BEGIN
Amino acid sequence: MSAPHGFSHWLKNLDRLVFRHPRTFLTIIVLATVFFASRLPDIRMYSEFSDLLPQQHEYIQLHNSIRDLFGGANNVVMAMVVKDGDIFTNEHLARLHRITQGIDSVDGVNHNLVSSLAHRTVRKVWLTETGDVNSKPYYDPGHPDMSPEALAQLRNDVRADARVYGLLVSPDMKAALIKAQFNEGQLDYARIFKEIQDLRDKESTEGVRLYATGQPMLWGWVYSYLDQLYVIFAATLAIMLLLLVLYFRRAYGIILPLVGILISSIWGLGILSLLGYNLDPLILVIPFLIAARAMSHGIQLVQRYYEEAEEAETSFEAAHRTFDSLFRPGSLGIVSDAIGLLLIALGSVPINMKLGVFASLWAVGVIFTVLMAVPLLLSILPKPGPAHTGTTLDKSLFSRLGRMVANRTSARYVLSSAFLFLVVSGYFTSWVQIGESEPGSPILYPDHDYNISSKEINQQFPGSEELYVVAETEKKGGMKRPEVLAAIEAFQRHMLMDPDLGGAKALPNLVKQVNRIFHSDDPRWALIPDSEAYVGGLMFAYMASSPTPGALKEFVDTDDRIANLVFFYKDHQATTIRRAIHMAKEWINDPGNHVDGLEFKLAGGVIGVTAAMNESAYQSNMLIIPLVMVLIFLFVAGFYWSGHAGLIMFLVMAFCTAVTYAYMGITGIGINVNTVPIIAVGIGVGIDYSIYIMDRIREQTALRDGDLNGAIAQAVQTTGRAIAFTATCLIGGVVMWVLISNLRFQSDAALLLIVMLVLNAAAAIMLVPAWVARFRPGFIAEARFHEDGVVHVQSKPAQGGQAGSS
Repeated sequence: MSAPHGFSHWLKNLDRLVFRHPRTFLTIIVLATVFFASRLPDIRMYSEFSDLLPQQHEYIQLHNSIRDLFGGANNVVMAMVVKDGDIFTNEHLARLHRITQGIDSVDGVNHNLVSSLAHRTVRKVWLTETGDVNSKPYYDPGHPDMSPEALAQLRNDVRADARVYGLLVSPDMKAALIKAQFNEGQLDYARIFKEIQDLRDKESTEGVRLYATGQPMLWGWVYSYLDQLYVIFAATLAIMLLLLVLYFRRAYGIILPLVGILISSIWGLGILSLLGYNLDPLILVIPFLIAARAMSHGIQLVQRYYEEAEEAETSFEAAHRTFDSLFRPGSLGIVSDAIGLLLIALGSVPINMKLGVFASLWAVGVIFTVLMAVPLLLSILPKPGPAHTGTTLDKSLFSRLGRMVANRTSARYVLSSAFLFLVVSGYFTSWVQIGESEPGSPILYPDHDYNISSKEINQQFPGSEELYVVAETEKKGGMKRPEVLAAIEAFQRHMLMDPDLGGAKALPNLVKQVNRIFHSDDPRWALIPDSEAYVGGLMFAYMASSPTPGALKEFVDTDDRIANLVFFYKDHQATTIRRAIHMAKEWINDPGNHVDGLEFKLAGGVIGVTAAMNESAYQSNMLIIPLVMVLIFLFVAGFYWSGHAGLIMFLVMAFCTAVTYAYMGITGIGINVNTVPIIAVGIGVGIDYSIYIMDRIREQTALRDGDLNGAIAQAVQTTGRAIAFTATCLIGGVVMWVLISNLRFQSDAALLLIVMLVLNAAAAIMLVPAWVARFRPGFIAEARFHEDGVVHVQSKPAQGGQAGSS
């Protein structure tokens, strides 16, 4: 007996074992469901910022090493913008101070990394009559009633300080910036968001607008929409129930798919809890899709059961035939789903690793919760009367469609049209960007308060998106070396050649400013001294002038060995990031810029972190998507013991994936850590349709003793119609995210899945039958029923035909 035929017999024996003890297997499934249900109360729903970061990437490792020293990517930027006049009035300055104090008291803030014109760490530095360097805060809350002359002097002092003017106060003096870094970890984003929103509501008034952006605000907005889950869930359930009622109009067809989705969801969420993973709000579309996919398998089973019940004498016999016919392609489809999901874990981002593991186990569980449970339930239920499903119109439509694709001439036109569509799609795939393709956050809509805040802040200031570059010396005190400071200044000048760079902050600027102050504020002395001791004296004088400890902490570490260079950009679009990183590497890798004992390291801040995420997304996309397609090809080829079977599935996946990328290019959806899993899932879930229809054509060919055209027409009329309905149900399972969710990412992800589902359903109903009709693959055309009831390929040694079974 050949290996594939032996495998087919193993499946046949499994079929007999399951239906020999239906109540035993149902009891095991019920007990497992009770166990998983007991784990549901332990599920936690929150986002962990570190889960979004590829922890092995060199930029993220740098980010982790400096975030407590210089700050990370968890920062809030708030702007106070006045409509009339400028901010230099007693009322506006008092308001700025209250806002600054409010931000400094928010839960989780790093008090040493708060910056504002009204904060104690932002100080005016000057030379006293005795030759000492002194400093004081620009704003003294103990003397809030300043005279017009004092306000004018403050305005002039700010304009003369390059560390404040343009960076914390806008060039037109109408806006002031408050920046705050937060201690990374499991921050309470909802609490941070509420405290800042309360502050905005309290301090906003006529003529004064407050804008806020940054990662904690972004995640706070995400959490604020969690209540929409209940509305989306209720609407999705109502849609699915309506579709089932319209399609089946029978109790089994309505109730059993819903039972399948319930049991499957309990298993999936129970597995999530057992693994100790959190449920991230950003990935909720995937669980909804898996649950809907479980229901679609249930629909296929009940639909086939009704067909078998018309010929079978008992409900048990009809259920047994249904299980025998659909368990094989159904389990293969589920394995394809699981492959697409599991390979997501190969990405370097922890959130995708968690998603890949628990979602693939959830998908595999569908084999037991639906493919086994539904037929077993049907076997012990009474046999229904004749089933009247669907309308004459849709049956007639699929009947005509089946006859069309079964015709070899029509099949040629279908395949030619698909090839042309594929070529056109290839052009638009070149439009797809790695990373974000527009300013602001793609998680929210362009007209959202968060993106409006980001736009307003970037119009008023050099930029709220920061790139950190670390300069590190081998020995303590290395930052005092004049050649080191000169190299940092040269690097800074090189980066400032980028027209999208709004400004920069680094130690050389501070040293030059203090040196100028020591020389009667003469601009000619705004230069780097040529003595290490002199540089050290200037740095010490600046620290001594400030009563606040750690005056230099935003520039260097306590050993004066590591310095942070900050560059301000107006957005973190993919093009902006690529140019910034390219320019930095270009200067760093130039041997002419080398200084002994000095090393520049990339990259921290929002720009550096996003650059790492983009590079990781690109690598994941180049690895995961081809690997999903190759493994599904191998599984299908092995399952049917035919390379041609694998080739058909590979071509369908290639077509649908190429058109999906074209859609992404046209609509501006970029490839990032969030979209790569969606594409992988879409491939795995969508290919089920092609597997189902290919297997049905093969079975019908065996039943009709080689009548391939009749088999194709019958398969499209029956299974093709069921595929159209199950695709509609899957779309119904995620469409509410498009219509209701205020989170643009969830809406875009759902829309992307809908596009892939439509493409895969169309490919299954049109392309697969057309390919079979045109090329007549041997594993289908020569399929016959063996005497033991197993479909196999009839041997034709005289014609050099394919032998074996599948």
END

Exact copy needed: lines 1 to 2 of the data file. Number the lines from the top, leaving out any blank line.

Amino acid sequence: MSAPHGFSHWLKNLDRLVFRHPRTFLTIIVLATVFFASRLPDIRMYSEFSDLLPQQHEYIQLHNSIRDLFGGANNVVMAMVVKDGDIFTNEHLARLHRITQGIDSVDGVNHNLVSSLAHRTVRKVWLTETGDVNSKPYYDPGHPDMSPEALAQLRNDVRADARVYGLLVSPDMKAALIKAQFNEGQLDYARIFKEIQDLRDKESTEGVRLYATGQPMLWGWVYSYLDQLYVIFAATLAIMLLLLVLYFRRAYGIILPLVGILISSIWGLGILSLLGYNLDPLILVIPFLIAARAMSHGIQLVQRYYEEAEEAETSFEAAHRTFDSLFRPGSLGIVSDAIGLLLIALGSVPINMKLGVFASLWAVGVIFTVLMAVPLLLSILPKPGPAHTGTTLDKSLFSRLGRMVANRTSARYVLSSAFLFLVVSGYFTSWVQIGESEPGSPILYPDHDYNISSKEINQQFPGSEELYVVAETEKKGGMKRPEVLAAIEAFQRHMLMDPDLGGAKALPNLVKQVNRIFHSDDPRWALIPDSEAYVGGLMFAYMASSPTPGALKEFVDTDDRIANLVFFYKDHQATTIRRAIHMAKEWINDPGNHVDGLEFKLAGGVIGVTAAMNESAYQSNMLIIPLVMVLIFLFVAGFYWSGHAGLIMFLVMAFCTAVTYAYMGITGIGINVNTVPIIAVGIGVGIDYSIYIMDRIREQTALRDGDLNGAIAQAVQTTGRAIAFTATCLIGGVVMWVLISNLRFQSDAALLLIVMLVLNAAAAIMLVPAWVARFRPGFIAEARFHEDGVVHVQSKPAQGGQAGSS
Repeated sequence: MSAPHGFSHWLKNLDRLVFRHPRTFLTIIVLATVFFASRLPDIRMYSEFSDLLPQQHEYIQLHNSIRDLFGGANNVVMAMVVKDGDIFTNEHLARLHRITQGIDSVDGVNHNLVSSLAHRTVRKVWLTETGDVNSKPYYDPGHPDMSPEALAQLRNDVRADARVYGLLVSPDMKAALIKAQFNEGQLDYARIFKEIQDLRDKESTEGVRLYATGQPMLWGWVYSYLDQLYVIFAATLAIMLLLLVLYFRRAYGIILPLVGILISSIWGLGILSLLGYNLDPLILVIPFLIAARAMSHGIQLVQRYYEEAEEAETSFEAAHRTFDSLFRPGSLGIVSDAIGLLLIALGSVPINMKLGVFASLWAVGVIFTVLMAVPLLLSILPKPGPAHTGTTLDKSLFSRLGRMVANRTSARYVLSSAFLFLVVSGYFTSWVQIGESEPGSPILYPDHDYNISSKEINQQFPGSEELYVVAETEKKGGMKRPEVLAAIEAFQRHMLMDPDLGGAKALPNLVKQVNRIFHSDDPRWALIPDSEAYVGGLMFAYMASSPTPGALKEFVDTDDRIANLVFFYKDHQATTIRRAIHMAKEWINDPGNHVDGLEFKLAGGVIGVTAAMNESAYQSNMLIIPLVMVLIFLFVAGFYWSGHAGLIMFLVMAFCTAVTYAYMGITGIGINVNTVPIIAVGIGVGIDYSIYIMDRIREQTALRDGDLNGAIAQAVQTTGRAIAFTATCLIGGVVMWVLISNLRFQSDAALLLIVMLVLNAAAAIMLVPAWVARFRPGFIAEARFHEDGVVHVQSKPAQGGQAGSS